Like most of the internet, I’m currently completely obsessed with Hamilton. And since I’m a sucker for meta about narrative and perspective… let’s talk about Eliza, shall we?
Eliza’s story is preoccupied with her place in the musical’s narrative. As the story progresses, she moves from asking Alexander to “let [her] be a part of the narrative” of his life, to erasing herself from the narrative after his betrayal, to finally creating the narrative herself after his death.
You can see how Eliza’s story in the musical grew directly from the fact that there isn’t much left of her story in real life. Women are often left out of historical accounts, leaving us to scrape together the tiniest pieces of evidence to guess at their feelings and actions. None of Eliza’s letters to Alexander survive, even though she worked hard to ensure that Alexander’s correspondence, including his letters to her, were preserved. She left her own feelings out of the narrative of Alexander’s life, even though she was its main curator. So what is a musical to do when representing her?
Hamilton deals with this problem by facing it head on — Eliza’s place in the narrative is a major part of her narrative, as she grows from outsider wanting in to the person who directs it, and from someone who asks permission to be recorded to the person proactively recording it herself. You can almost hear Lin-Manuel Miranda interrogating the problem of Eliza in every scene, in how to reclaim the story of a woman who is only included in the historical narrative as the sidenote of a wife and betrayed woman.
Because Hamilton is all about reclamation. It’s a musical concerned with the people left out of history, even as it tells the story of familiar names, one that reclaims America’s origins from this idea of all white-male-ness.
So, with the song Burn, Hamilton turns Eliza’s anonymity into an empowering act, a decision that she herself gets to make.
I’m erasing myself from the narrative. Let future historians wonder how Eliza reacted when you broke her heart.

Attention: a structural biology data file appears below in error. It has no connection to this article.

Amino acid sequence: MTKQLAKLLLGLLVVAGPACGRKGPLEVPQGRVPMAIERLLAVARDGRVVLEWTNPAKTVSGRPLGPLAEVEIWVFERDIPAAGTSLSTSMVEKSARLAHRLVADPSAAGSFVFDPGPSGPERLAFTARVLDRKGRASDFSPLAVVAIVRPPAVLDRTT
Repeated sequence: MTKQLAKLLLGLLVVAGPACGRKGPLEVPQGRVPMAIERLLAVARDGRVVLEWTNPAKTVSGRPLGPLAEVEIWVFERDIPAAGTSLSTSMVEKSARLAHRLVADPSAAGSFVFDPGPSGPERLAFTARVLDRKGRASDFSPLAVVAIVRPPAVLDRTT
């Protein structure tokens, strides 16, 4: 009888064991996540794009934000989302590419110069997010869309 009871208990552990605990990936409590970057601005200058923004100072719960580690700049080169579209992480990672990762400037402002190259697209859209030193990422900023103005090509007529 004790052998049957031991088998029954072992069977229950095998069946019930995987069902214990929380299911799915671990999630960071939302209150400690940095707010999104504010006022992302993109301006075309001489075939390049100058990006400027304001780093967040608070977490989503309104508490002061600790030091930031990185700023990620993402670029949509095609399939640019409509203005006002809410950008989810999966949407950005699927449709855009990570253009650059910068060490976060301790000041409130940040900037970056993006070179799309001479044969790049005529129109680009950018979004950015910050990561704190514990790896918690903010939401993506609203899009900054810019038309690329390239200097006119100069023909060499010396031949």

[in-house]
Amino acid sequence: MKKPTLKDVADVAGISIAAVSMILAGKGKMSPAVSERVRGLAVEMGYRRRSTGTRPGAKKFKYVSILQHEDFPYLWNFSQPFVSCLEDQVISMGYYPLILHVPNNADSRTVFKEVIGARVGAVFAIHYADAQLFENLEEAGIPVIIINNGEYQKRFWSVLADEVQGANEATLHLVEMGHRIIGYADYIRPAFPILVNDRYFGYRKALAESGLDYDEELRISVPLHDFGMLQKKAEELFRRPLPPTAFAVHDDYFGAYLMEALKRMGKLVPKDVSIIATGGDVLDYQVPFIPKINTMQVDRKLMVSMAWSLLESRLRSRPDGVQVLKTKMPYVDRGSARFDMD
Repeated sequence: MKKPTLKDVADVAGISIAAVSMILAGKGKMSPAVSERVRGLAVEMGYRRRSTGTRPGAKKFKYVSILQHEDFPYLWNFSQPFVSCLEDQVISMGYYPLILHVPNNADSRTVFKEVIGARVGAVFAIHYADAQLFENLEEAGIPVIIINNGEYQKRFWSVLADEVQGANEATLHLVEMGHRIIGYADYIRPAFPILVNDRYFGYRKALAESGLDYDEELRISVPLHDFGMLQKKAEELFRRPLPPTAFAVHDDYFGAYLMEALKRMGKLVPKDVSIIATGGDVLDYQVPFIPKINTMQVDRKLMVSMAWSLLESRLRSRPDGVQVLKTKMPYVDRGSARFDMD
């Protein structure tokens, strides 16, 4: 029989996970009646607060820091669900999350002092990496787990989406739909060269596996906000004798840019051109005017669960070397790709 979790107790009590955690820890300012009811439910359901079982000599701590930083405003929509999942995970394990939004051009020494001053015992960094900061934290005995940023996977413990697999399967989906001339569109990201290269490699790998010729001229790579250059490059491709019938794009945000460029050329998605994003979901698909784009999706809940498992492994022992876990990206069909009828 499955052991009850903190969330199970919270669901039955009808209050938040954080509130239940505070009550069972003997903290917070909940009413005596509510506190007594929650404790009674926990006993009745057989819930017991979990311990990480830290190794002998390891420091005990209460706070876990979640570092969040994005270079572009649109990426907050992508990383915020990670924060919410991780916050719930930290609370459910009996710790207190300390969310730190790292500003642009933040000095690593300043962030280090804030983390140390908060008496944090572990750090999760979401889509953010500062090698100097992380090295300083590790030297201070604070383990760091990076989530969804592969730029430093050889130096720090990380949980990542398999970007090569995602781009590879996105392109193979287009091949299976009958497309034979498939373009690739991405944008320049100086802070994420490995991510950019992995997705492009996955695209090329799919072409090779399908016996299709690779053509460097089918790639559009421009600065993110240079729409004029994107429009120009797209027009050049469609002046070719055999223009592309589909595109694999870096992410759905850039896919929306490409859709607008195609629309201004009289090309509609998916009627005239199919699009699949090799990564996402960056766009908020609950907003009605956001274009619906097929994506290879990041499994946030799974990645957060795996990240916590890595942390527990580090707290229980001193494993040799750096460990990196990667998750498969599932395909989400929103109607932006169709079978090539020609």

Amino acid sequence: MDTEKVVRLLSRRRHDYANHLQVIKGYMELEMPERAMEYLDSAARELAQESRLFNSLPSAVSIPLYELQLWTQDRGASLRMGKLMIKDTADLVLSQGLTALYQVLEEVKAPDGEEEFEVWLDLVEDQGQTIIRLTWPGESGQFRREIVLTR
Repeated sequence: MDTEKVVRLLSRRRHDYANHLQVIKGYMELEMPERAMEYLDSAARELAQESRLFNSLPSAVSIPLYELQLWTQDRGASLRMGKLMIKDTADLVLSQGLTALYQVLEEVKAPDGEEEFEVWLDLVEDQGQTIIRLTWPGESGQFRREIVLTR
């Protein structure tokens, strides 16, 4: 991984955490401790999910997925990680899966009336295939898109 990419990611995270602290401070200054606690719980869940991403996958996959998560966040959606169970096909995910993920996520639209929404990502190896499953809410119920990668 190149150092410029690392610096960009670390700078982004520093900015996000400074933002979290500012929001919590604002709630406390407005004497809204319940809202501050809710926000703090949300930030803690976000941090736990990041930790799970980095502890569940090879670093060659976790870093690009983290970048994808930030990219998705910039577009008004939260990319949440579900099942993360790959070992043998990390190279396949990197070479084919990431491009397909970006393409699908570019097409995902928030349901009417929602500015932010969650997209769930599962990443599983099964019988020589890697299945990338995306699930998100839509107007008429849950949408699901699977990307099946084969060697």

The lyrics are pretty darn on the nose, but they’re a huge turning point for Eliza in the musical. Eliza has always said it would be enough to be let into Hamilton’s narrative, and this is the narrative legacy that he’s left her with, a legacy of cruelty done to her. A legacy of betrayal, of her naivety, and of her not being enough, despite her repeated begging to the contrary. The Reynolds Pamphlet caused a huge scandal, and Eliza was dragged through the mud in the media, with one newspaper famously attacking her with the words, “Art thou a wife? See him, whom thou has chosen for the partner of this life, lolling in the lap of a harlot!!” The world has its judging eyes on her, all because of Alexander’s obsession with his legacy.
So, in the musical’s interpretation of events, Eliza does the only proactive thing she can — she erases herself from the narrative altogether.
The world has no right to my heart…. they don’t get to know what I said.
This feels like a reaction to the specific form of her humiliation, where Maria Reynolds’ letters were immortalized in the press, but also a general act of empowerment against the way that women’s legacies have usually been recorded. Either they’re erased from the narrative, ignored as unimportant, or they’re judged, torn apart, with the unspoken belief that every part of them should be open for public consumption and debate. And Eliza refuses that. Her absence from the narrative is a choice, to prevent people from prying into her life and judging her for it against her will.
Contrast that with the very end of the musical, when Eliza sings, “I put myself back in the narrative.” In fact, she doesn’t just put herself back into the narrative, but puts herself in control of the musical itself, as she is the one to create this narrative, interviewing people and gathering letters to make sure that Alexander’s story can be told. As bibliographer Ron Chernow said, it would be almost impossible to have written his biography without her efforts.
But, importantly, the musical doesn’t stop there. The final song moves on, and we finally get to hear her tell her story, outside of Alexander. We hear of her raising funds for the Washington Monument, fighting slaving, and opening the first private orphanage in New York. And notably, none of these have anything to do with her feelings. The world still has no right to her heart, but it needs to know about her accomplishments. She will no longer be part of a narrative where she is a betrayed woman, but she will create a narrative as an accomplished one.
This post owes a lot to the Genius.com Hamilton page, where a lot of really clever people, including Lin-Manuel Miranda himself, have annotated the musical’s lyrics with fascinating insights. It really helped me learn more about the relevant history and sparked my thoughts on this topic. If you enjoy the musical, check it out.